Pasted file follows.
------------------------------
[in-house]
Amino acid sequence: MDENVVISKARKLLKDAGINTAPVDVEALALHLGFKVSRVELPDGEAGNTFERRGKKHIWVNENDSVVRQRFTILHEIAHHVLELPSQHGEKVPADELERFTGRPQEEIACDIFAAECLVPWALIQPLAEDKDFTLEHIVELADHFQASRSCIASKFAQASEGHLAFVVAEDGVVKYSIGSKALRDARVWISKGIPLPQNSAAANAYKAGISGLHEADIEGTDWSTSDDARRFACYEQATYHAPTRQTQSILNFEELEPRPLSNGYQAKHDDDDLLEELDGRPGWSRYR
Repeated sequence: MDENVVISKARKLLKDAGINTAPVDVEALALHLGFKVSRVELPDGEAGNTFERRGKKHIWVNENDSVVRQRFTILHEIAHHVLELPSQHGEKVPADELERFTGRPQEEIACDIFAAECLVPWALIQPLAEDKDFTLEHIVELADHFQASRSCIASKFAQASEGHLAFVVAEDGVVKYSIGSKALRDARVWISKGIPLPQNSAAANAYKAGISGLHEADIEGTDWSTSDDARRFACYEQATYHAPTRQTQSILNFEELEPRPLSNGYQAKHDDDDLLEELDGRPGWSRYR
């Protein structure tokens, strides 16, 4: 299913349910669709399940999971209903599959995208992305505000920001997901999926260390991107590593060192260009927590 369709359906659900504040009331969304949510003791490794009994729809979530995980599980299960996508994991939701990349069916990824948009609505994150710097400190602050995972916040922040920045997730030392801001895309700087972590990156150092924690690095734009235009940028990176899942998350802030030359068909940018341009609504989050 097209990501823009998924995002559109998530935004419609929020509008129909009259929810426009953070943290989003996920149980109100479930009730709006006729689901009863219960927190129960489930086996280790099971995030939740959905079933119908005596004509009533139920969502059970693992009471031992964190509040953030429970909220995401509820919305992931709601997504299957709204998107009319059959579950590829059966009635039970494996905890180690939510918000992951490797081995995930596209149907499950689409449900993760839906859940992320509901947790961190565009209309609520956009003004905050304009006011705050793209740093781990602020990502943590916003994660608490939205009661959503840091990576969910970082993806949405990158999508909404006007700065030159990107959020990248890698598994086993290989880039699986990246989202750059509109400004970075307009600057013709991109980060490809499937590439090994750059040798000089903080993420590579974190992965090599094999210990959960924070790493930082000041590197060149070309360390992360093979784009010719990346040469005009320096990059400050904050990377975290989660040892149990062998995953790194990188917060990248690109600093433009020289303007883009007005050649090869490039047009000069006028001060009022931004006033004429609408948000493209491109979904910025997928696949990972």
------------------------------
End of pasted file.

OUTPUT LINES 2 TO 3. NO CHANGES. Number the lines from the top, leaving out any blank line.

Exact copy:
Amino acid sequence: MDENVVISKARKLLKDAGINTAPVDVEALALHLGFKVSRVELPDGEAGNTFERRGKKHIWVNENDSVVRQRFTILHEIAHHVLELPSQHGEKVPADELERFTGRPQEEIACDIFAAECLVPWALIQPLAEDKDFTLEHIVELADHFQASRSCIASKFAQASEGHLAFVVAEDGVVKYSIGSKALRDARVWISKGIPLPQNSAAANAYKAGISGLHEADIEGTDWSTSDDARRFACYEQATYHAPTRQTQSILNFEELEPRPLSNGYQAKHDDDDLLEELDGRPGWSRYR
Repeated sequence: MDENVVISKARKLLKDAGINTAPVDVEALALHLGFKVSRVELPDGEAGNTFERRGKKHIWVNENDSVVRQRFTILHEIAHHVLELPSQHGEKVPADELERFTGRPQEEIACDIFAAECLVPWALIQPLAEDKDFTLEHIVELADHFQASRSCIASKFAQASEGHLAFVVAEDGVVKYSIGSKALRDARVWISKGIPLPQNSAAANAYKAGISGLHEADIEGTDWSTSDDARRFACYEQATYHAPTRQTQSILNFEELEPRPLSNGYQAKHDDDDLLEELDGRPGWSRYR